Alopecia

FDA Approves First Drug to Treat Hair Loss Caused by Severe Alopecia

The oral pill by Eli Lilly, called Olumiant, works by blocking the immune system from attacking hair follicles, helping regrow hair

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The Food and Drug Administration on Monday approved the first-ever treatment for alopecia areata, an autoimmune disorder that causes hair loss and was thrown into the spotlight after actor Will Smith slapped comedian Chris Rock at the Oscars.

The oral pill by Eli Lilly, called Olumiant, works by blocking the immune system from attacking hair follicles, helping regrow hair.

Researchers studied the treatment in a pair of clinical trials involving 1,200 adults with severe alopecia, defined as having at least 50% scalp hair loss. Trial participants were split into three groups and received either a placebo or a daily tablet that contained a 2-milligram or 4-milligram dose of Olumiant for more than six months.

After 36 weeks, about 40% of the patients who took the higher dose of the drug and more than 20% of participants who received the lower dose regrew about 80% of their hair, compared to only 5% in the placebo group. Patients taking the drug also regrew hair along their eyebrows and eyelashes. The studies results were published in the New England Journal of Medicine in May.

The most common side effects were headache, acne, upper respiratory tract infection and high cholesterol.

Olumiant is already FDA approved to treat moderate to severe rheumatoid arthritis and COVID-19 in certain hospitalized adults, according to the agency.

The National Alopecia Areata Foundation says the condition affects about 2% of the population, or as many as almost 7 million Americans, with more than 300,000 living with severe alopecia areata.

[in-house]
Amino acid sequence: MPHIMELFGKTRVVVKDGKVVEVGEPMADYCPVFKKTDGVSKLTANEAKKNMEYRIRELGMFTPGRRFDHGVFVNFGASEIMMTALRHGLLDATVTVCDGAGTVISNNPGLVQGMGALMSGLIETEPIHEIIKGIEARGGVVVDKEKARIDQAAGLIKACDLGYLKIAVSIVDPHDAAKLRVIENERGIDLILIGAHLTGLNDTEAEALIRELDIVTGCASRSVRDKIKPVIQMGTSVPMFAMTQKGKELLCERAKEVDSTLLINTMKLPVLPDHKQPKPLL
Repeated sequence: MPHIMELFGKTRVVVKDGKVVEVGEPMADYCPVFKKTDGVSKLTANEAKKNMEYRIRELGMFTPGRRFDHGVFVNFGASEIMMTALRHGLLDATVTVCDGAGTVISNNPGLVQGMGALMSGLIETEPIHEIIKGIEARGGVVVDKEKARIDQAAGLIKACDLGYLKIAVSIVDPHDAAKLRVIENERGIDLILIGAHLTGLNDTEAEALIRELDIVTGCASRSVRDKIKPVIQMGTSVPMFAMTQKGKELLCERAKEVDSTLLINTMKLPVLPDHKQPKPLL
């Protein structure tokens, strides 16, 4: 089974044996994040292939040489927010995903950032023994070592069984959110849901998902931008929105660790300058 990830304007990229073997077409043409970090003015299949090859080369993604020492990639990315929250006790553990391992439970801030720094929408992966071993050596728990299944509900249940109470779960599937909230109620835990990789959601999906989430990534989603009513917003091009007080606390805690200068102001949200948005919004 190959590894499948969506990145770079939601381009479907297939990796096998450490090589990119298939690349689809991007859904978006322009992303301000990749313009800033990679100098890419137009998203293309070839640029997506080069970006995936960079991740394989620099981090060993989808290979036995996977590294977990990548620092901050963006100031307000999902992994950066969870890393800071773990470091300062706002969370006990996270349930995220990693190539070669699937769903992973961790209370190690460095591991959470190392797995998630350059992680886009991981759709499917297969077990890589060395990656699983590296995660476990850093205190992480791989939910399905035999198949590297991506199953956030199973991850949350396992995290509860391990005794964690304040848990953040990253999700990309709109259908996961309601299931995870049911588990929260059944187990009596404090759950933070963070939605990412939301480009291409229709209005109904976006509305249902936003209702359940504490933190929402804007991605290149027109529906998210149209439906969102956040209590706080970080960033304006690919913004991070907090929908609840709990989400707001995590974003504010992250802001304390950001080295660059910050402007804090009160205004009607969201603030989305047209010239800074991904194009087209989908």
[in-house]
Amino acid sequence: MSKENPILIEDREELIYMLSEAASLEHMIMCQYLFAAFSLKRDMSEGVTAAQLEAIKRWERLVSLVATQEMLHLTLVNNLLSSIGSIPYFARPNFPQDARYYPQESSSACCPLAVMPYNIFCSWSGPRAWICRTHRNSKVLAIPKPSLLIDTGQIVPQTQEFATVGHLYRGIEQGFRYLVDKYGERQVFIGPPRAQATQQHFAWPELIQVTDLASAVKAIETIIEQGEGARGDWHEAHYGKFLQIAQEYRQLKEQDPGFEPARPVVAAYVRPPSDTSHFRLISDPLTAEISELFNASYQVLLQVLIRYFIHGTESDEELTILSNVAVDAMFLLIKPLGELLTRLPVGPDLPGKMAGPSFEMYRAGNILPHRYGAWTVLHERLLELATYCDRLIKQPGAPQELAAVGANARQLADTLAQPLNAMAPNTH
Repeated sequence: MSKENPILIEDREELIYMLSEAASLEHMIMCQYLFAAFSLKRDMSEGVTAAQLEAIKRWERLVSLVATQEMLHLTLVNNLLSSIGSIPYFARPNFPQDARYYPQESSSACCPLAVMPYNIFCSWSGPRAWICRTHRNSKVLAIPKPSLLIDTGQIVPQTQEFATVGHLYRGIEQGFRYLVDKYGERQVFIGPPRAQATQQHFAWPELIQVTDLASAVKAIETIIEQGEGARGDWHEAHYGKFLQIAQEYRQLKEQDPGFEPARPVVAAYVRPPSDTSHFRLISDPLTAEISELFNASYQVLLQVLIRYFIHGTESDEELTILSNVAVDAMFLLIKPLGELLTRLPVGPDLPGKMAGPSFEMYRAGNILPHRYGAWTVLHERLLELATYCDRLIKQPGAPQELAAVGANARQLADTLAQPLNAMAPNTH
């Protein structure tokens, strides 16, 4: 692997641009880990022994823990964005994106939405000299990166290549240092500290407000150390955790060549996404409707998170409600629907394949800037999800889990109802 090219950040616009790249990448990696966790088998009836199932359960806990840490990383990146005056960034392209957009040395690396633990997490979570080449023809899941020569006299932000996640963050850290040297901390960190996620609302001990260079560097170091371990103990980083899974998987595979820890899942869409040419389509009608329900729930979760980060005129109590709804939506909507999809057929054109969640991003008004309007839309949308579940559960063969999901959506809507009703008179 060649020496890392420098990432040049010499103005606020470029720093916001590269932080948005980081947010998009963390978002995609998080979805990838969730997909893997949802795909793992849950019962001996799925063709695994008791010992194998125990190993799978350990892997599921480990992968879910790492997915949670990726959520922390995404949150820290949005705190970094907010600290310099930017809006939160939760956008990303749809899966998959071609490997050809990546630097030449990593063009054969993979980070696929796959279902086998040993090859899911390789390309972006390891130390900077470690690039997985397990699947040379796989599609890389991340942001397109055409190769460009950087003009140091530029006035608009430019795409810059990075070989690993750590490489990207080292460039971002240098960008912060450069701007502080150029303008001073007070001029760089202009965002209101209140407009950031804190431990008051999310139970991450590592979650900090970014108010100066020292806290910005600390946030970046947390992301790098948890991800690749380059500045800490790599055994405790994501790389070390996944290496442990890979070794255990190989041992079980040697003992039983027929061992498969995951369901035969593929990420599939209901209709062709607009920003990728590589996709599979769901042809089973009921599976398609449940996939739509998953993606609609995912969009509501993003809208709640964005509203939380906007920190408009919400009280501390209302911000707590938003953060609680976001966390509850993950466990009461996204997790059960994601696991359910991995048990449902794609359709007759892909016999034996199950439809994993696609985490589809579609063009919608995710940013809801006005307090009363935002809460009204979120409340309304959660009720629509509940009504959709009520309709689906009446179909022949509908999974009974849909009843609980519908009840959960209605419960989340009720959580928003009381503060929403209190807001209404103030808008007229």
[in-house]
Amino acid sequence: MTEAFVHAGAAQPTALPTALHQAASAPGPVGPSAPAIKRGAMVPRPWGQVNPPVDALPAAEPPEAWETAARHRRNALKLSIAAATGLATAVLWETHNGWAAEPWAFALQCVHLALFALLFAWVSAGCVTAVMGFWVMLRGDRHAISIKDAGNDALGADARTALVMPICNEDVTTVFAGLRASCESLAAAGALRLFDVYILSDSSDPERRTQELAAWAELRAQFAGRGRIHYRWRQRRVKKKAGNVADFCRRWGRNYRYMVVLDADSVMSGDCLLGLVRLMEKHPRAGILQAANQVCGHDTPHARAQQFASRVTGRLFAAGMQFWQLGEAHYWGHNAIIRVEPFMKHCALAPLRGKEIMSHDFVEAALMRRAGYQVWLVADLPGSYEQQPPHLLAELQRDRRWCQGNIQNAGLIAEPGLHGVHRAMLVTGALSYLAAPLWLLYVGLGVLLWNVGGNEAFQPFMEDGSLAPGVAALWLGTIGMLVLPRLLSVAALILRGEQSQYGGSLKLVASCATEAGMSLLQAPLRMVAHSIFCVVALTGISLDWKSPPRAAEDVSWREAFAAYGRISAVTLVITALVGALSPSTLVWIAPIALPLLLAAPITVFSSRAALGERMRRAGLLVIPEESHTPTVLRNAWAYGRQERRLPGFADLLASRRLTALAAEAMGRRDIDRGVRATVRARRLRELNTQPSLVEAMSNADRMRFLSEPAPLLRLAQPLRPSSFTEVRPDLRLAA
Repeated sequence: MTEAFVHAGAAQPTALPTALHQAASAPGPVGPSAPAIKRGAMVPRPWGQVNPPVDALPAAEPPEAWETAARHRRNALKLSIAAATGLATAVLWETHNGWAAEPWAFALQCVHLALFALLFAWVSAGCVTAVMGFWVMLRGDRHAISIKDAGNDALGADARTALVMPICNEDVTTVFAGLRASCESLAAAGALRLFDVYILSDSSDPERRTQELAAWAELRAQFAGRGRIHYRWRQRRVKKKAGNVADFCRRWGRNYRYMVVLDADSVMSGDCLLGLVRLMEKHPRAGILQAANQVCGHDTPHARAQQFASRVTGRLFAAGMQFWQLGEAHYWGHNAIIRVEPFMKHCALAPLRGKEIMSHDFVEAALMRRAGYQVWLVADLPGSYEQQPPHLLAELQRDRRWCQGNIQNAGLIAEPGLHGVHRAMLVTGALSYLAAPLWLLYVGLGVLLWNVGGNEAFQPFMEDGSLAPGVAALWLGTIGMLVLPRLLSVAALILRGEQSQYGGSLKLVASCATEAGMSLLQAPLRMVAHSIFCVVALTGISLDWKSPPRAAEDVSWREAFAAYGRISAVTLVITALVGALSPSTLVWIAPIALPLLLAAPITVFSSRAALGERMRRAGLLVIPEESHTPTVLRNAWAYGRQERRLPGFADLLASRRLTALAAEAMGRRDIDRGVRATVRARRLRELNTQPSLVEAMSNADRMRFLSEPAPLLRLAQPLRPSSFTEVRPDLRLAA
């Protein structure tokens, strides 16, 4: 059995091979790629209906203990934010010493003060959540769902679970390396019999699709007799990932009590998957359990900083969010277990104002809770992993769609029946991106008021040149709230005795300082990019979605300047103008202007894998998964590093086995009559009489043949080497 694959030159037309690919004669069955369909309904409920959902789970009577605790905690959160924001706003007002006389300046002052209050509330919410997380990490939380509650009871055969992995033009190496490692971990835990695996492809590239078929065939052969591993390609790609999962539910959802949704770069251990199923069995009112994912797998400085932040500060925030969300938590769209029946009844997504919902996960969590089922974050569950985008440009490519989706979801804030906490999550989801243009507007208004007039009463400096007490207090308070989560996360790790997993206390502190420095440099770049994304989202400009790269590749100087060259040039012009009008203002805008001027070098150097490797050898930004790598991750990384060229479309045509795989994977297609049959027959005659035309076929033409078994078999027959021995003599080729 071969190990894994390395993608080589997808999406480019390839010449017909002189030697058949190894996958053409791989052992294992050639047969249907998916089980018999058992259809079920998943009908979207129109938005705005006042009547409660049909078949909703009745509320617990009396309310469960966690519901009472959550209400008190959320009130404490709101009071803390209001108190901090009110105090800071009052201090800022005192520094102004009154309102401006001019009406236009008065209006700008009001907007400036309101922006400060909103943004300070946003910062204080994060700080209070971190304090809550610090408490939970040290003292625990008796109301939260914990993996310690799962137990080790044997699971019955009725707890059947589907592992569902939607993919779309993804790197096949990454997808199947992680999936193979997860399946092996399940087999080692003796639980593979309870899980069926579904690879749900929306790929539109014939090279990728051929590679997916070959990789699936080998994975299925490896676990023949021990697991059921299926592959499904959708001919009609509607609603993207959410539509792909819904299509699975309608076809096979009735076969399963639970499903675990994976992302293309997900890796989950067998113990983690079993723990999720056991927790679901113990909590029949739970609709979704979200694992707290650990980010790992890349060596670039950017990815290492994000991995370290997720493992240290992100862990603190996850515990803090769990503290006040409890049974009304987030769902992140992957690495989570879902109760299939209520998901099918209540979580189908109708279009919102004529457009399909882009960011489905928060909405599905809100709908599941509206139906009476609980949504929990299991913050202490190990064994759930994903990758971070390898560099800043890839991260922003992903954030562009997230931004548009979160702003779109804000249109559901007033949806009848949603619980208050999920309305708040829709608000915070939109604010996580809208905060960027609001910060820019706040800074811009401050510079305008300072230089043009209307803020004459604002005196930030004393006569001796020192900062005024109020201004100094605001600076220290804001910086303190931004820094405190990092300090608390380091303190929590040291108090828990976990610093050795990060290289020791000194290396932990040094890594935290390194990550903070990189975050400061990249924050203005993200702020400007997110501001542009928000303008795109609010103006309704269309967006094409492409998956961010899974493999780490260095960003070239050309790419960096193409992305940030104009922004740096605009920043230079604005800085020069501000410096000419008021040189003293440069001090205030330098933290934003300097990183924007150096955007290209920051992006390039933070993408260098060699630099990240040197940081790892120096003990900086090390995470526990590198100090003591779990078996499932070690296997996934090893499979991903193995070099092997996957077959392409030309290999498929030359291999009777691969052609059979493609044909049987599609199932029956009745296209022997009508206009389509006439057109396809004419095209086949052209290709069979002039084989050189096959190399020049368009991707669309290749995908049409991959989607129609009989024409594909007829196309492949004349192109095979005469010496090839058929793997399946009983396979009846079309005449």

NBC News medical contributor Dr. Natalie Azar says the breakthrough drug won't be widely available to all alopecia patients. That's because the drug is an immune suppressant, "so doctors will need to review things patients will need to be monitored for and surveillance while on the medicine."

WHAT CAUSES ALOPECIA?

Alopecia areata can make hair fall out of the scalp in patches and also affect other parts of the body, like eyebrows and nose hair. Sometimes hair grows back but repeated bouts of baldness can also occur.

While seldom discussed, it’s actually fairly common: the second biggest cause of hair loss, after male or female pattern balding. It’s not physically painful, in some cases it spontaneously goes away and it can be treated.

 It can occur at any age, but most often during the teen years or young adulthood.

Alopecia tends to run in families. Total hair loss affecting the entire body can happen, but is rare. The condition can also cause dents and ridges in fingernails and toenails, but affected people are otherwise healthy.

Alopecia can come on quickly, is unpredictable and can be incredibly tough to deal with mentally, said Brett King, a hair loss expert at Yale Medicine, told The Associated Press in March.

“Imagine if you woke up today missing half of an eyebrow,” he said. “That unpredictability is one of the things that’s so mentally treacherous and awful because you have no control of it ... it’s a disease that strips people of their identity.”

Other public figures with the condition include Ayanna Pressley, a Democratic congresswoman from Massachusetts, British actor and comedian Matt Lucas and bluegrass musician Molly Tuttle.

More people are talking about Jada Pinkett-Smith and alopecia after the viral incident between Will Smith and Chris Rock at the 94th Academy Awards. Black women are more likely to get alopecia overall, and there are multiple forms of the condition. But any forms of alopecia can complicate a Black woman's body image and sense of self. Dermatologist Dr. Meena Singh & Dr. Afiya Mbilishak, a hair stylist and psychologist, joined LX News to explain more.

The Associated Press contributed to this report.

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